So you think you understand the Maximum Power Transfer Theorem

Discussion in 'General Electronics Chat' started by studiot, Jul 1, 2009.

  1. studiot

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    An audio amp produces 10V RMS and has an output impedance of 0.1 ohms.

    This amp can drive an 8 ohm loudspeaker at just over 12 watts. What is the maximum power this amplifier can deliver to any speaker of any impedance, assuming the output stage is capable of supplying the requisite current?
     
    Last edited: Jul 1, 2009
  2. KL7AJ

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    About 250 watts.
     
  3. steveb

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    You get high marks for bravery. You never know when studiot is setting one of his famous traps.

    Just in case he has a trick up his sleeve, I'm going to say I agree with you so that you are not left alone on the limb.

    We'll have to see what he has planned. :p
     
  4. studiot

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    Presses fire button "This is not an exercise ...repeat...This is not an exercise..."

    I am just concerned that AAC should even consider adding the statement

    "The MPTT does not apply to audio amplifiers"

    rather than simply offering a disproof and a clear statement that it does.
     
  5. steveb

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    I haven't given an opinion about this since audio is not my area. The only thing I will say about this theorem is that it is often misused, even by some very smart people. I recently found an example in the research literature where the idea was applied to a mechanical system. The authors went through a very nice derivation and explanation of how to match the impedances (as complex conjugates) for maximum power transfer. However, the system had coupling between the source and load system such that the source impedance was a function of the load. The end result was that matching did not maximize power for that system. This was a reviewed paper which means that 2 or 3 other experts reviewed the paper and did not catch the mistake.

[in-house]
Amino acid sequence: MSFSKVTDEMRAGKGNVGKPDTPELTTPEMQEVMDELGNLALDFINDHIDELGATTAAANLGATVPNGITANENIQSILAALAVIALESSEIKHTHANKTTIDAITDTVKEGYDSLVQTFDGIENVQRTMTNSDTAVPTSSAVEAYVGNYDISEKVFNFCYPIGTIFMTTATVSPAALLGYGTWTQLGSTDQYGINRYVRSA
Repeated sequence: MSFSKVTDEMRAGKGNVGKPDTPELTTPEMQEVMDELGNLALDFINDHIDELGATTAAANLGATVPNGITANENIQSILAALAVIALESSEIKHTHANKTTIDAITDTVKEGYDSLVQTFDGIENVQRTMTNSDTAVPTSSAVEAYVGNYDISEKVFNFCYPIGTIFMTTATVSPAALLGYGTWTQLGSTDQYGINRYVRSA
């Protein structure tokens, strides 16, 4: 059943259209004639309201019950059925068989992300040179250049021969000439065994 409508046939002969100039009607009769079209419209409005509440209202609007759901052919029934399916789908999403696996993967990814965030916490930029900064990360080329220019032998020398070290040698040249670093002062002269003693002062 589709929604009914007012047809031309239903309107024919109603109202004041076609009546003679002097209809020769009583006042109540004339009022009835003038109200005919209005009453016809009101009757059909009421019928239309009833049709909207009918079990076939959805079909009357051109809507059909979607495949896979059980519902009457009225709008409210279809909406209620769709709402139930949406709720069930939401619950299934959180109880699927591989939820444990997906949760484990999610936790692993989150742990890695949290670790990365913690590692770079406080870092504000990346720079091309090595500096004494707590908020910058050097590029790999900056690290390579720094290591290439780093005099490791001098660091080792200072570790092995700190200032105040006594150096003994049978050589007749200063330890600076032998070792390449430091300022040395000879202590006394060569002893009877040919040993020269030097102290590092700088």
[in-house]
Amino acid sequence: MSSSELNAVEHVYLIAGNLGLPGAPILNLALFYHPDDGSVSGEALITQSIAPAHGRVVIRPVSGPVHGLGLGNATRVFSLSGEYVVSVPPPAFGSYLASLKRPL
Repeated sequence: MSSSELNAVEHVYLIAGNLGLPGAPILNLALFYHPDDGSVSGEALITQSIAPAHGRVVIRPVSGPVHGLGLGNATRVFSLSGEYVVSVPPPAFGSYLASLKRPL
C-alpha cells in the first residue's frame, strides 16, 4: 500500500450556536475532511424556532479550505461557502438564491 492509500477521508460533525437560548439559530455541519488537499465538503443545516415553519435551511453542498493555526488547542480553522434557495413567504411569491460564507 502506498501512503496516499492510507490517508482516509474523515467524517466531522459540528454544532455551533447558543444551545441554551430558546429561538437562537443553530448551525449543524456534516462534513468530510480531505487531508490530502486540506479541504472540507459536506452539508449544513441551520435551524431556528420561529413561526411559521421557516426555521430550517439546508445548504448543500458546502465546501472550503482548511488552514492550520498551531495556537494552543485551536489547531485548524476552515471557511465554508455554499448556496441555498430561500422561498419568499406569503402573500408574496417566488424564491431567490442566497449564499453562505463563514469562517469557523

The example you showed is very simple and the basic case where the theorem makes sense. You need to have a constant source impedance and variable load. No coupling or variability of the source impedance is allowed, or the equations need to be remaximized and the matching idea is not likely to result.

    I think some word of warning is a good idea whenever this theorem is discussed.
     
  6. studiot

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    SteveI I couldn't agree more strongly.

    this is an extract from my post #26 in the thread that prompted me to start this one

    http://forum.allaboutcircuits.com/showthread.php?t=22936

    You will note I state exactly the same caveat.

     
  7. russ_hensel

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    Jan 11, 2009
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    It is worth noting that when it does apply that half the power is wasted. A .1 ohm speaker would be interesting, most speakers even with low dc resistance would see an effective increase in impedance when it began to produce sound. Since I see no i in impedance ( as used here ) this problem as stated cannot be complex, yes?
     
  8. studiot

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    I'm trying to keep it as simple as I can.
     
  9. The Electrician